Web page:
City of Life and Death (Chuan Lu, 2009): China/Hong Kong

Reviewed by Lea Encarnacion. Viewed at Mann Chinese Theater 6 in Hollywood during the AFI Film Festival, 2009.

City of Life and Death

City Of Life And Death (also known as Nanking! Nanking!) is a historical war film set in 1937 that tells the story of the Nanking Massacre in China during which 300,000 Chinese soldiers and civilians were killed by the Japanese Army.  The film by award-winning Chinese director Lu Chuan (Kekexili: Mountain Patrol, The Missing Gun) was shot entirely in black and white.  It was released in China earlier this year in April and was hugely successful, earning about 20 million dollars in its first two weeks.  In this film, the opening battle scenes were the most intense, fast paced and heaviest scenes I have seen all week and I was at the edge of my seat the whole time.

In the first ten minutes of the film, we see the Japanese Imperial Army takeover the city of Nanking, China at the wall where there is an army barricade.  The two sides surge forward and begin the battle, with the Chinese side losing slowly.  The Japanese soldiers search around the city and find Chinese women, children and wounded soldiers hiding in a church.  Since they have orders to kill all Chinese soldiers, they call for reinforcements.  The Japanese soldiers separated all the wounded Chinese soldiers from the women and children, dragged them into a dilapidated building and burned it down.  Cut to a different scene where we see a family living in a hideout, where the father works for a German diplomat to China and is trying to get papers to flee the country.  The Japanese army takes down all the statues and replaces them with the Japanese flag.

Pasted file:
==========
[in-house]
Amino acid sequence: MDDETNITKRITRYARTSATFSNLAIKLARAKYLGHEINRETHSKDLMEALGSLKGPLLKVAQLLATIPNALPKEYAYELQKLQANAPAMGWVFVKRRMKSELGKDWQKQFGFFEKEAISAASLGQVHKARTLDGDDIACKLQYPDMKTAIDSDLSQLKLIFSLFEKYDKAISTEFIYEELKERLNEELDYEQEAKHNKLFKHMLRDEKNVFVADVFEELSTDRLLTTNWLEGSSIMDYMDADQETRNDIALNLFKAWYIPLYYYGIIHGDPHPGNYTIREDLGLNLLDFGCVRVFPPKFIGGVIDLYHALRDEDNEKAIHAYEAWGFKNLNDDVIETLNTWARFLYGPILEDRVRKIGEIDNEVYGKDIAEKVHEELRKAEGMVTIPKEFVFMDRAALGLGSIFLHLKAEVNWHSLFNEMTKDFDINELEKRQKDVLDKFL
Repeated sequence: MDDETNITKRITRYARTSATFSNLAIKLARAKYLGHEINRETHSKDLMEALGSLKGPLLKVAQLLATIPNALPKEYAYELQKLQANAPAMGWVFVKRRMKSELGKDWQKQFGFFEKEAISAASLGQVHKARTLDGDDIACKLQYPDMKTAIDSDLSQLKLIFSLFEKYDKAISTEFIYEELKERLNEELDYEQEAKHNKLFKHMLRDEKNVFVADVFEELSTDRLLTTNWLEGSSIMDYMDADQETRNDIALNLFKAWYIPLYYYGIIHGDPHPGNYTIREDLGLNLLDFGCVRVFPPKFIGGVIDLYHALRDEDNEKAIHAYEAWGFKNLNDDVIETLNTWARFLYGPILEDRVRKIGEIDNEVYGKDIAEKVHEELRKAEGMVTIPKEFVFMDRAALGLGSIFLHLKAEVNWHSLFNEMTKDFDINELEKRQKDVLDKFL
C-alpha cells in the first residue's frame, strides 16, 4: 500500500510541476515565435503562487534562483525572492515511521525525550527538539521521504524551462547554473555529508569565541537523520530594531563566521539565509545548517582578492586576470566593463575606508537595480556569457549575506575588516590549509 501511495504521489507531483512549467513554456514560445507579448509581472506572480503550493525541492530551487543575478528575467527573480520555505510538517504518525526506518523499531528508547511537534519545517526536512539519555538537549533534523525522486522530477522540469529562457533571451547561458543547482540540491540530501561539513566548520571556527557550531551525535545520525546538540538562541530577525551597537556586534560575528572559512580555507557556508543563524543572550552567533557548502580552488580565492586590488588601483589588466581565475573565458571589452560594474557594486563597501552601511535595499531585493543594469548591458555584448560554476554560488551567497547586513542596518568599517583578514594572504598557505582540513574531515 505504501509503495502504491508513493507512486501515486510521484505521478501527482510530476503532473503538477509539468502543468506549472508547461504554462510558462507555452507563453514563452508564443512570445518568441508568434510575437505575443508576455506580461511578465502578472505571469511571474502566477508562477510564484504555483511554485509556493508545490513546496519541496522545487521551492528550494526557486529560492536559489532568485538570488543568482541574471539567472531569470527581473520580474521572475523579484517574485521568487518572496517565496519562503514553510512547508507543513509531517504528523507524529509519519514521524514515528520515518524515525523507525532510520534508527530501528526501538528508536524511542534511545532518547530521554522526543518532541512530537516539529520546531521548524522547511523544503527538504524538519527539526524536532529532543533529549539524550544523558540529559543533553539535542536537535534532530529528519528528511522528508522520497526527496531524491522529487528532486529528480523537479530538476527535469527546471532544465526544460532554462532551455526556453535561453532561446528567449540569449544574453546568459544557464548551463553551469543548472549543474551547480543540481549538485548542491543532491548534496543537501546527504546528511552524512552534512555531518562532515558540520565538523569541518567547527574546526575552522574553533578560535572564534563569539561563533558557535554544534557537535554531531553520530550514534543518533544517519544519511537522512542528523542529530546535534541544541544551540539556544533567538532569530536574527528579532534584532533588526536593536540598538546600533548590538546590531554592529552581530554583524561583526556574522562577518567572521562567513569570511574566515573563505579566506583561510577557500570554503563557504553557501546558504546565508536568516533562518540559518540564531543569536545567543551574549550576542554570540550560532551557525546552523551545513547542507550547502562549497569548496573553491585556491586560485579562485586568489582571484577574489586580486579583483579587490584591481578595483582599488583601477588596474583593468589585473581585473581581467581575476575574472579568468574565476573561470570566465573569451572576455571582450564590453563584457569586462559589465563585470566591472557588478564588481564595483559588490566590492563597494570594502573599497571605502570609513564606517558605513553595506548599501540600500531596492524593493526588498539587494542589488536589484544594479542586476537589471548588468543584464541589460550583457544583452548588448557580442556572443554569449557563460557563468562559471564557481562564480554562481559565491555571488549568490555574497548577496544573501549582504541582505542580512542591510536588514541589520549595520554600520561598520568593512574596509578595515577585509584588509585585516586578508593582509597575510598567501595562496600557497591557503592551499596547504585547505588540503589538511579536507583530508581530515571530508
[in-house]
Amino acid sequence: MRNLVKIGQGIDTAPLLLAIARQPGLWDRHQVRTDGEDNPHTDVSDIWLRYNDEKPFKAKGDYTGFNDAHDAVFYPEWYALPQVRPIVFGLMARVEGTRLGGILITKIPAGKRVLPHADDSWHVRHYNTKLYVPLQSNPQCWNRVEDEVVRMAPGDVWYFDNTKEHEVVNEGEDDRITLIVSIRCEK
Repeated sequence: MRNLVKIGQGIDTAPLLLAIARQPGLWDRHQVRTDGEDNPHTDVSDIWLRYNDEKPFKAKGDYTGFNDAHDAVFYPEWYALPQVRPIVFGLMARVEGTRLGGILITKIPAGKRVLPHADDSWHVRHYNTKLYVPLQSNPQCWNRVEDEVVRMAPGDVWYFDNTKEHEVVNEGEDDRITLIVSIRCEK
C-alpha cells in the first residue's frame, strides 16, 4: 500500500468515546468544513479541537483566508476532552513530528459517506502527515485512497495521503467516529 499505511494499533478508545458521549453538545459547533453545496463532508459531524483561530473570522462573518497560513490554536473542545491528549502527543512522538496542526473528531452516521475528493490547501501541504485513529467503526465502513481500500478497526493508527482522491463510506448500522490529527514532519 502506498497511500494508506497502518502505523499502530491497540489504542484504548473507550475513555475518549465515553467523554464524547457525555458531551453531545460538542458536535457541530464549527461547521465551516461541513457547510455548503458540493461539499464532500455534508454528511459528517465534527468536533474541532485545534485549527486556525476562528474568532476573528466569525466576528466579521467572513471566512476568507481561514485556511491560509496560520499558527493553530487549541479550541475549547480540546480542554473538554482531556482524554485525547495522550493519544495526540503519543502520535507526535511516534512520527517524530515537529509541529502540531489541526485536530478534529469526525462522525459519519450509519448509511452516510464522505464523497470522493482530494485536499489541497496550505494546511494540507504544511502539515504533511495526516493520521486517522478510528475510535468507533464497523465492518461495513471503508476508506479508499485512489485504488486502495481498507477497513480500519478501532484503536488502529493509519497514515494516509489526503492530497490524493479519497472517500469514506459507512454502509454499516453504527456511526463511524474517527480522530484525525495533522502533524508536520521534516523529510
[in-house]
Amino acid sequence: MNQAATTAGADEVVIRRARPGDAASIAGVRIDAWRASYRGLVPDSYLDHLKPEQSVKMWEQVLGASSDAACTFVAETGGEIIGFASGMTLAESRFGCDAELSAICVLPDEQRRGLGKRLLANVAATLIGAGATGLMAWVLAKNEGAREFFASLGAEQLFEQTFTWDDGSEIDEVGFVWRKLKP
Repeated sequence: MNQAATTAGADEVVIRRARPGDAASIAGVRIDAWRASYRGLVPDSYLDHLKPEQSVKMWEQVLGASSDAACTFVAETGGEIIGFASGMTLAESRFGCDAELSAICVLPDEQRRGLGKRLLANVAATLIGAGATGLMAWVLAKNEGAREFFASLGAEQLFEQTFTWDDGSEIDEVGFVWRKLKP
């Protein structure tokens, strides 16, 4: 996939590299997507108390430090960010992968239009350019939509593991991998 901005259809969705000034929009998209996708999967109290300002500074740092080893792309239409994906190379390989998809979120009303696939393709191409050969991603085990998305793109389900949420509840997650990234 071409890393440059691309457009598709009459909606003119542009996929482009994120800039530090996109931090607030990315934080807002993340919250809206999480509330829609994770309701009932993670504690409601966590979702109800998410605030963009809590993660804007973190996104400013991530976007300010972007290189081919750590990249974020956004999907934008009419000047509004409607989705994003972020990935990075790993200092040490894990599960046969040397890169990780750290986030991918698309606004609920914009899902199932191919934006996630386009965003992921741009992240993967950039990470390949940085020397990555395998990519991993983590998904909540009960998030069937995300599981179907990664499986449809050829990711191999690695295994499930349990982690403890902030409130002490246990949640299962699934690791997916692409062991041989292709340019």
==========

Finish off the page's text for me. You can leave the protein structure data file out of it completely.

After the Japanese Imperial Army take control over the whole city, they force some girls out from the group of women and rape them.  This creates fear and tension for the Chinese women who cut all their hair off, with the exception of a few handful who want to keep their long curly hair.  The story cuts back to the German diplomat, who tries to negotiate with the Japanese Army to keep his place as a refuge safety zone, but the Japanese only agree in exchange of a hundred “comfort” women.  They are raped, killed, and wheeled off dead and naked in a wheelbarrow.

Throughout the whole film we see stories of different figures and characters, both historical and fictional, weaved together through trying to save others or themselves.  The ending is not entirely a happy ending for everyone.  This film was very moving, emotional, manipulative, intense, and hard to watch.  The acting, direction, and sound was all very brilliant and impressive.  The film gave an intelligent and sensitive view of the issues of war, terrorism, and oppression against women, and it also had an unbiased view compared to other war films where the story is sometimes told from only one side.  I highly recommend this film for its expressive and impressive quality, intensity and purpose in educating people today about the histories of the Second Sino-Japanese War.

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